Big, established brands are strengthening their ethical credentials by buying up smaller, eco-aware companies. Lucia can der Post examines why these acquisitions are on the rise.
When it comes to innovation it is readily observed that it’s easier to be nippy and creative, if you’re small. It’s also easier to be green and organic. Big companies, by their very nature, get set in their ways. They, too, of course were once small and innovative and grew successful because they had a great new idea. But once they’ve become a big, established brand it’s not easy to change tack without alienating or, at the very least, disorientating the existing customers they already have.
Take a great cosmetics company like Estée Lauder – once it was Estée alone with her lotions and potions, brewing up dreams, but over the years it grew into a multi-billion-dollar corporation, part of the cosmetic establishment, with reliable, well-understood classic products. By its very nature it couldn’t then start doing what Aveda and Jo Malone and Bobbi Brown began to do – which is to offer hipper, cooler, alternative ways of approaching beauty. Estée Lauder understood that perfectly, but it also knew that it needed a stake in the future and started buying up some of these bright new upstarts. Aveda, Jo Malone, Mac and Bobbi Brown are all now part of the great Estée Lauder empire, separately marketed and nurtured, but an intrinsic part of the stable.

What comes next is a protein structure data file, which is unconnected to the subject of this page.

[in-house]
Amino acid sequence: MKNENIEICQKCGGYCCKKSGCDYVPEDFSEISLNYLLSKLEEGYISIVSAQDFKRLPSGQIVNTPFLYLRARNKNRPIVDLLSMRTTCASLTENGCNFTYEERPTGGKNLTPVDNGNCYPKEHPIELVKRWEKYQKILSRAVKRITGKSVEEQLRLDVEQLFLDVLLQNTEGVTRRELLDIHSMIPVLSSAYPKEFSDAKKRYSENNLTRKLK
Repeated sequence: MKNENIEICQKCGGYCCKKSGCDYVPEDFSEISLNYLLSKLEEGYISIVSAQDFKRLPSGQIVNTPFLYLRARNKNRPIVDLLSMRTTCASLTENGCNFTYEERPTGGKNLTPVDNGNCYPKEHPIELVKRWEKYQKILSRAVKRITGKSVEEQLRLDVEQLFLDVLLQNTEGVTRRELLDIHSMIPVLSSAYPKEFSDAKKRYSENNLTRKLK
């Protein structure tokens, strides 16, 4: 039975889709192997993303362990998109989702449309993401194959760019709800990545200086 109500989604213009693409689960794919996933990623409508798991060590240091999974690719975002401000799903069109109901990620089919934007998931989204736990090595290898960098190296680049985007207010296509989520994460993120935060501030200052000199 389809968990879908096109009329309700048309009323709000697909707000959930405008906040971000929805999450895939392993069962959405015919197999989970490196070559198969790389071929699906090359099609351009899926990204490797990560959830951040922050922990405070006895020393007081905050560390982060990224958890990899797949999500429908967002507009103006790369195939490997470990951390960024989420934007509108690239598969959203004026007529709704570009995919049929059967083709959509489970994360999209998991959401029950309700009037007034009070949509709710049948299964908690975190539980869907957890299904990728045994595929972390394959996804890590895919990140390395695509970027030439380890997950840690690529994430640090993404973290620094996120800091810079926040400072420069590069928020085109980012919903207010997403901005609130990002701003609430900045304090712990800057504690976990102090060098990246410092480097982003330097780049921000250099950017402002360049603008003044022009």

It’s not just in the world of cosmetics that big, established companies want to buy into younger companies known for their ethical stance and their counter-culture approach. Green & Black, the organic chocolate brand, for instance, is now owned by Cadbury-Schweppes. Ben & Jerry’s, the ice-cream makers, are part of the Unilever empire, whilst Rachel’s Organic is owned by Dean Foods, the American conglomerate. Until now it has been the innovative producers of food and cosmetics that have been the chief targets of the big multi-nationals hoping to acquire some ethical kudos. But nowadays, as smaller fashion brands with a strongly moral and environmental stance emerge, the evidence is that the big boys are eyeing them up. It’s a sign of the times that as big a player as LVMH has taken a minority stake in Edun, the clothing company started by Ali Hewson and Bono which aims to provide sustainable employment for those living in sub-Saharan Africa. It should be a win-win situation – LVMH basks in a little of the ethical halo surrounding the brand and Edun acquires some vital investment. The key to the success of the venture has to lie in LVMH protecting the qualities that made them value the brand in the first place – that is, Edun’s commitment to fair-trade and employment for some of the world’s poorest people – and in Edun managing to keep faith with its original vision, and yet grow the company in the way that LVMH presumably has in mind.